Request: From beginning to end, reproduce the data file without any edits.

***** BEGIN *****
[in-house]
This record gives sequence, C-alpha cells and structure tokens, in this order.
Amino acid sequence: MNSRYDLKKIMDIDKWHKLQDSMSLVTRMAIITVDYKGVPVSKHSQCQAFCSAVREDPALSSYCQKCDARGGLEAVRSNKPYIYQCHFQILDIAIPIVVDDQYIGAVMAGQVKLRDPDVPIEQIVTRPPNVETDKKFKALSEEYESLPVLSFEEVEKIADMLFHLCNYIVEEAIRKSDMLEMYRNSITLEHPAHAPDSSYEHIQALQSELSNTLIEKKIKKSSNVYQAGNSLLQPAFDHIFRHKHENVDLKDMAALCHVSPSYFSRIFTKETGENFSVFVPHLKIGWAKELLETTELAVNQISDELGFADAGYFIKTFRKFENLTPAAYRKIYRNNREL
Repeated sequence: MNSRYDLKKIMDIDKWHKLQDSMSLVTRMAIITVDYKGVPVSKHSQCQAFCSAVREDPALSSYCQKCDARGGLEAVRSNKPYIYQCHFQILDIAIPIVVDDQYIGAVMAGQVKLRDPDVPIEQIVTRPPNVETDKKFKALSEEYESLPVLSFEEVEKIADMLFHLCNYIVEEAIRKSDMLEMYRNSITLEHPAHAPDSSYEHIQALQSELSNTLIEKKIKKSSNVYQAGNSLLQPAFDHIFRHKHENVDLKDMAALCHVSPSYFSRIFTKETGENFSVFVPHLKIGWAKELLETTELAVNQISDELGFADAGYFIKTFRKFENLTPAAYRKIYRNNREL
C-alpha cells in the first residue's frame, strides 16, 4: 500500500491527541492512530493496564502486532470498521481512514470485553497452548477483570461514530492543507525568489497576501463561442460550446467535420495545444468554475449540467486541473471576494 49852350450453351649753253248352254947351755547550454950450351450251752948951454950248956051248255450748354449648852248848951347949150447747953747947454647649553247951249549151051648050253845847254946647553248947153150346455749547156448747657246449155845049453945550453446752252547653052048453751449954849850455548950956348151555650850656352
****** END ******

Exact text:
[in-house]
This record gives sequence, C-alpha cells and structure tokens, in this order.
Amino acid sequence: MNSRYDLKKIMDIDKWHKLQDSMSLVTRMAIITVDYKGVPVSKHSQCQAFCSAVREDPALSSYCQKCDARGGLEAVRSNKPYIYQCHFQILDIAIPIVVDDQYIGAVMAGQVKLRDPDVPIEQIVTRPPNVETDKKFKALSEEYESLPVLSFEEVEKIADMLFHLCNYIVEEAIRKSDMLEMYRNSITLEHPAHAPDSSYEHIQALQSELSNTLIEKKIKKSSNVYQAGNSLLQPAFDHIFRHKHENVDLKDMAALCHVSPSYFSRIFTKETGENFSVFVPHLKIGWAKELLETTELAVNQISDELGFADAGYFIKTFRKFENLTPAAYRKIYRNNREL
Repeated sequence: MNSRYDLKKIMDIDKWHKLQDSMSLVTRMAIITVDYKGVPVSKHSQCQAFCSAVREDPALSSYCQKCDARGGLEAVRSNKPYIYQCHFQILDIAIPIVVDDQYIGAVMAGQVKLRDPDVPIEQIVTRPPNVETDKKFKALSEEYESLPVLSFEEVEKIADMLFHLCNYIVEEAIRKSDMLEMYRNSITLEHPAHAPDSSYEHIQALQSELSNTLIEKKIKKSSNVYQAGNSLLQPAFDHIFRHKHENVDLKDMAALCHVSPSYFSRIFTKETGENFSVFVPHLKIGWAKELLETTELAVNQISDELGFADAGYFIKTFRKFENLTPAAYRKIYRNNREL
C-alpha cells in the first residue's frame, strides 16, 4: 500500500491527541492512530493496564502486532470498521481512514470485553497452548477483570461514530492543507525568489497576501463561442460550446467535420495545444468554475449540467486541473471576494 49852350450453351649753253248352254947351755547550454950450351450251752948951454950248956051248255450748354449648852248848951347949150447747953747947454647649553247951249549151051648050253845847254946647553248947153150346455749547156448747657246449155845049453945550453446752252547653052048453751449954849850455548950956348151555650850656352